How To Do Single Leg Deadlifts With Perfect Form

The single leg deadlift is an advanced exercise with a host of benefits for adults limited by joint pain. In this article we’ll show you how to do single leg deadlifts with perfect form and cover common mistakes to avoid aggravating joint pain. 

The Benefits Of Single Leg Deadlifts

The single leg deadlift is an advanced strength and balance move that I include in most plans to treat joint pain. While this exercise targets your hamstring and glutes it has benefits for the whole body. The benefits of this exercise include:

1. Strengthening Your Posterior Chain

Your posterior chain of muscles starts on the bottom of your foot and runs the entirety of your back to the top of your skull. Strengthening your posterior chain improves muscular balance. This takes pressure off your joints and should be part of any plan to solve knee, back, and neck pain.

2. Improving Balance and Control

Single leg balance not only has important physical benefits, it can actually be a predictor of your life span. The single leg deadlift is a fun and challenging exerise to improve balance.

3. Ingraining Important Movement Patterns

How you move is just as important as how much you move when it comes to solving joint pain. Learning, practicing and understanding certain movements like the hip hinge helps to limit impact on your joints for less chronic pain. The single leg deadlift is an advanced hinging movement that helps ingrain this important movement pattern.

How To Do Single Leg Deadlifts

Ready the practice? Follow these instructions to learn how to do single leg deadlifts with perfect form. Then keep reading to learn how to avoid common mistakes with this movement. To perform single leg deadlifts with perfect form:

  1. Start with a slight bend in your stance leg (don’t lock out your knee!)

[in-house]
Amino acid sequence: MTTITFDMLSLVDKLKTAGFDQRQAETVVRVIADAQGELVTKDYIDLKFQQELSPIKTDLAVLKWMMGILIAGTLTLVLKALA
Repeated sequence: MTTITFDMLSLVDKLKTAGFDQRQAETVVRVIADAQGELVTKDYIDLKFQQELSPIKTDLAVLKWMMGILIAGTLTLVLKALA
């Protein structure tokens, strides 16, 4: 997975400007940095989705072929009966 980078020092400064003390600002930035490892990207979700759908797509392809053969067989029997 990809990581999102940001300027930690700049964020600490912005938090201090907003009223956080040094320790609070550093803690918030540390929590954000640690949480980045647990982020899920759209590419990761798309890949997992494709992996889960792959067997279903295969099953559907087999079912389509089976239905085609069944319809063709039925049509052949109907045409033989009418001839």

2. Engage the glute of the floating leg to help keep back leg inline with body
  3. Hinge forward at hip of stance leg
  4. As you hinge be sure to maintain a neutral spine, keep back leg in line with body and avoid rotating at your hips
  5. Stop the movement when you feel tension in back of your stance leg. Avoid going too low and rouding your lower at your lwer back.
  6. Return to starting position and repeat.
  7. If balance is difficult, start with smaller hinge movements and slowly increase as balance improves.
  8. For an extra challenge, add weight to hand opposite of stance leg. If standing on left leg, hold weight in right hand and vica versa.
Watch the video below to learn more about how to do single leg deadlifts w/ Dr. Baird

Common Single Leg Deadlift Mistakes

When it come to solving pain exercise and maitaining your lifestyle as you get older, exercise should be part of the solution, not the problem. Avoid these common mistakes with the single leg deadlift to avoid aggravating joint or muscle pain.

Back Leg Not Inline With Body

Maintain tension throught the entirety of this movement. By letting the back leg hang as we hinge we are losing tension and not getting the most out of this exercise.

Lower Back Rounds

This usually occurs when you try to go too low. To avoid rounding at your lower back, stop the movement the second you feel tension in your posterior chain (calves, hamstrings, glutes) of your stance leg. 

Knee Locked Out

Locking the knee of your stance leg puts more pressure on your joints. Keeping a slight bend keeps tension in your muscles and helps you get the most out of this movement.

Too Much Knee Bend

The single leg deadlift is a hinging movement. This means that all of this movement should come from hinging at the hips. keep a slight bend in the knee atr the start of the movement, but avoid actively bending youe knee.

Hips Rotate Out

With so much to think about, you may notice that your hips start to rotate outward as you go through the movement. Usually you’ll open to side of you back leg. This takes tension off the posterior chain and can be fixed with more attention paid to keeping hips level.

Learning how to do single leg deadlifts is just one of many ways to build strength and improve balance to solve chronic joint pain. For a more complete understanding of how to move without pain and build strength without stressing your joints, be sure to download our free program ‘Solving Pain With Strength from the link below.

Build Strength Without Stressing Your Joints. Get Started With Our Free Program

Solving Pain With Strength: An Approachable, Step-by-Step Strength Program For Adults Limited By Joint Pain

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